Kirby Inland Marine operates the largest commercial tank barge fleeting service (temporary barge storage facilities) in numerous ports, including Houston, Corpus Christi and Freeport, Texas, Baton Rouge and New Orleans, Louisiana and other locations on the Mississippi River. Included in the fleeting service is a shifting operation and fleeting service for dry cargo barges and tank barges on the Houston Ship Channel. Kirby Inland Marine provides service for its own barges, as well as outside customers, transferring barges within the areas noted, as well as fleeting barges.

Kirby Inland Marine also provides shore-based barge tankerman to the Company and third parties. Services to the Company and third parties cover the Gulf Coast, mid-Mississippi Valley, and the Ohio River Valley.

The Company owns a two-thirds interest in Osprey, which transports project cargoes and cargo containers by barge on the United States inland waterway system.

Coastal Operations. The segment’s coastal operations are conducted through wholly owned subsidiaries, Kirby Offshore Marine, LLC (“Kirby Offshore Marine”) and Kirby Ocean Transport Company (“Kirby Ocean Transport”).

Kirby Offshore Marine provides marine transportation of refined petroleum products, petrochemicals and black oil in coastal regions of the United States. The coastal operations consist of the Atlantic and Pacific Divisions.

The Atlantic Division primarily operates along the eastern seaboard of the United States and along the Gulf Coast. The Atlantic Division vessels call on coastal states from Maine to Texas, servicing refineries, storage terminals and power plants. The Atlantic Division also operates equipment, to a lesser extent, in the Eastern Canadian provinces. The tank barges and tugboats operating in the Atlantic Division are among the largest, with tank barges in the 10,000 to 194,000 barrel capacity range and coastal tugboats in the 1800 to 10000 horsepower range, transporting primarily refined petroleum products, petrochemicals and black oil.

The Pacific Division primarily operates along the Pacific Coast of the United States, servicing refineries and storage terminals from Southern California to Washington State, throughout Alaska, including Dutch Harbor, Cook Inlet and the Alaska River Systems, and from California to Hawaii. The Pacific Division’s fleet consists of tank barges in the 26,000 to 194,000 barrel capacity range and tugboats in the 2000 to 11000 horsepower range, transporting primarily refined petroleum products.

The Pacific Division also services local petroleum retailers and oil companies distributing refined petroleum products and black oil between the Hawaiian Islands and provides other services to the local maritime community. The Hawaii fleet consists of tank barges in the 53,000 to 86,000 barrel capacity range and tugboats in the 1000 to 5000 horsepower range, transporting refined petroleum products for local and regional customers, black oil to power generation customers and delivering bunker fuel to ships. The Hawaii fleet also provides service docking, standby tug assistance and line handling to vessels using the Single Point Mooring installation at Barbers Point, Oahu, a facility for large tankers to safely load and discharge their cargos through an offshore buoy and submerged pipeline without entering the port.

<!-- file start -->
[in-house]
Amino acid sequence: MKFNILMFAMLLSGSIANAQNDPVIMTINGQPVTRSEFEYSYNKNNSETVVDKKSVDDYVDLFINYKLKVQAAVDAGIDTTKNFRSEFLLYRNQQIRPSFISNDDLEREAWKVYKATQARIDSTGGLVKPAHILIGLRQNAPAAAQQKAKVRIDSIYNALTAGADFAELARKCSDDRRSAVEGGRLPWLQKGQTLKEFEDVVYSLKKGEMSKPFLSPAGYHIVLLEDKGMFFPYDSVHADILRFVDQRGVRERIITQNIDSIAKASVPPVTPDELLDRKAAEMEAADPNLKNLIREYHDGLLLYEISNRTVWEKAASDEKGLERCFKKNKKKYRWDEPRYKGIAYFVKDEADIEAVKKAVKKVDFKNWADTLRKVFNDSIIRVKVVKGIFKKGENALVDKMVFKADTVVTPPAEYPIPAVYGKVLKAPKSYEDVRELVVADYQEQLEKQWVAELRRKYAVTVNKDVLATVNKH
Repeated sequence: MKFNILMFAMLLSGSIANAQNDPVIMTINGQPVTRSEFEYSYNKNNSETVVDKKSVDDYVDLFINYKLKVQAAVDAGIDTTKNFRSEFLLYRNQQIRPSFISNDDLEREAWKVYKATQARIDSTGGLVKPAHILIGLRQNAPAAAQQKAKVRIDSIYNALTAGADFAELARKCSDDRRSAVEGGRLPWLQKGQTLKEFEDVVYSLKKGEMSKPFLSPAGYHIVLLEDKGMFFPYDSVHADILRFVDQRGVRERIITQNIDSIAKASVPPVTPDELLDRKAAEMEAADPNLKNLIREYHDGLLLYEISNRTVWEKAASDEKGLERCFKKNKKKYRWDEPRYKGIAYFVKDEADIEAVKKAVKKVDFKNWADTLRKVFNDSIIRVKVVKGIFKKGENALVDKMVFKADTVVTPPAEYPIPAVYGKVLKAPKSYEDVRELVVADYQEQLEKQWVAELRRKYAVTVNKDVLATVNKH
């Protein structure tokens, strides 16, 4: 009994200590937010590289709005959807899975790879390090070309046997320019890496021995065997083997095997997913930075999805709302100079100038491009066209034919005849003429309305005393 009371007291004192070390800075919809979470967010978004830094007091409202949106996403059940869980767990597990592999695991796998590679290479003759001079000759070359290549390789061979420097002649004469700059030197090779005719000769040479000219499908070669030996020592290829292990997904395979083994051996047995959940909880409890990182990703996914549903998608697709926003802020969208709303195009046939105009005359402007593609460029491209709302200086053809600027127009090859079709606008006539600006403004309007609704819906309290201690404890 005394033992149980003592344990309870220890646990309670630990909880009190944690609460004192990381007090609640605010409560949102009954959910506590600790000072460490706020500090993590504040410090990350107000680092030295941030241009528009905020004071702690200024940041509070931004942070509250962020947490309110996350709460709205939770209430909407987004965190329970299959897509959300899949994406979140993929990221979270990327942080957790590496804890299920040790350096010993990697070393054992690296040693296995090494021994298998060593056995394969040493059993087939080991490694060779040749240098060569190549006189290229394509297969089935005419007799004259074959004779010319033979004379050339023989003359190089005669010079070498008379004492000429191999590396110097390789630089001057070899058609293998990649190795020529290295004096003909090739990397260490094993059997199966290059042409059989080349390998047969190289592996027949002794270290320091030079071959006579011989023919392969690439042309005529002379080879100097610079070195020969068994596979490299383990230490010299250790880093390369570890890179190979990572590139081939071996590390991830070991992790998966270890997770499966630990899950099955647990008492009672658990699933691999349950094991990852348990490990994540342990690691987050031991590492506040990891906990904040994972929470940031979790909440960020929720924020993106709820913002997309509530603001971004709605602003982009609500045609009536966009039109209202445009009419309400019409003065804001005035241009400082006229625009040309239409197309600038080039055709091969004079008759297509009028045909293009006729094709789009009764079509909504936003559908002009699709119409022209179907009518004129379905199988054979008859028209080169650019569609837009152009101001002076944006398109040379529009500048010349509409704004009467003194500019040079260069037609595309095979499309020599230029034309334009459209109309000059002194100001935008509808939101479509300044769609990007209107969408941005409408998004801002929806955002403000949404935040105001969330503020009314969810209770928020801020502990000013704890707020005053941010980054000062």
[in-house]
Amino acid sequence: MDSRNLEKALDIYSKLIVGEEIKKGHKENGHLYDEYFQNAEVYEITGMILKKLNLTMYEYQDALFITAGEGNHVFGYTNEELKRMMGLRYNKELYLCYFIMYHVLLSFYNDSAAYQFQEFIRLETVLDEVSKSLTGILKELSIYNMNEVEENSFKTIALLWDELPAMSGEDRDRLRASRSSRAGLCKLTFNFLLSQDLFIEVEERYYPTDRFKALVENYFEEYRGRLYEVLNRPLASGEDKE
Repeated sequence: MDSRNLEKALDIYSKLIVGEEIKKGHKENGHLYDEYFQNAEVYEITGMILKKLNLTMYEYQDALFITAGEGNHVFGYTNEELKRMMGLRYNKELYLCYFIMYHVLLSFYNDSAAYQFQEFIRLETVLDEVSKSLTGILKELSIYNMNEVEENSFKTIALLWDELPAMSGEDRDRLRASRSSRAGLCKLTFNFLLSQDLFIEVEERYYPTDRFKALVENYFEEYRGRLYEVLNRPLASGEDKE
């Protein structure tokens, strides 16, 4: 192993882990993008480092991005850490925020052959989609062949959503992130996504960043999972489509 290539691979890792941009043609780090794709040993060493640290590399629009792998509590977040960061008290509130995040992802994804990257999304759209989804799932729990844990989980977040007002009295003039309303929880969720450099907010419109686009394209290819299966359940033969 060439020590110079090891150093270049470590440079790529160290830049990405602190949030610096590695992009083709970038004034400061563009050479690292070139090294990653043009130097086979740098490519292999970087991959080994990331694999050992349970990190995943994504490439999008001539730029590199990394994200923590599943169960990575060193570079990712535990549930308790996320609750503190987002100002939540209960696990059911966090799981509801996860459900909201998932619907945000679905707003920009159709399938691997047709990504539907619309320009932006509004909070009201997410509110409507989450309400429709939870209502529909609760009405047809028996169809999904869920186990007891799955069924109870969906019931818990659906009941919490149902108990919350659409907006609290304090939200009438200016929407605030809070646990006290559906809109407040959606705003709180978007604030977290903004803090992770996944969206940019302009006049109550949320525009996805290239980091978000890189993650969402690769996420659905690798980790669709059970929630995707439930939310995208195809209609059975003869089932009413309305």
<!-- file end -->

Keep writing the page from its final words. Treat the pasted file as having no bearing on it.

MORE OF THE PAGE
The coastal transportation of refined petroleum products and black oil is impacted by seasonality, partially dependent on the area of operations. Operations along the West Coast and in Alaska have been subject to more seasonal variations in demand than the operations along the East Coast and Gulf Coast regions. Seasonality generally does not impact the Hawaiian market. Movements of refined petroleum products such as various blends of gasoline are strongest during the summer driving season while heating oil generally increases during the winter months.

The coastal fleet consists of 69 tank barges with 6.2 million barrels of capacity, primarily transporting refined petroleum products, black oil and petrochemicals. Of the 69 coastal tank barges currently operating, 48 are refined petroleum products and petrochemical barges and 21 are black oil barges. The Company owns 62 of the coastal tank barges and seven are leased. The Company operates 75 coastal tugboats ranging from 1000 to 11000 horsepower, of which 67 are owned by the Company and eight are chartered.

Coastal marine transportation services are conducted under long-term contracts, primarily one year or longer, some of which have renewal options, for customers with which the Company has traditionally had long-standing relationships, as well as under spot contracts. During 2016 and the 2015 third and fourth quarters, approximately 80% of the coastal marine transportation revenues were under term contracts and 20% were spot contract revenues compared with approximately 85% under term contracts and 15% under spot contract during 2014 and the 2015 first and second quarters.

Kirby Offshore Marine also operates a fleet of three offshore dry-bulk barge and tugboat units involved in the transportation of sugar and other dry products between Florida and East Coast ports. These vessels primarily operate under contracts of affreightment that are typically one year or less in length.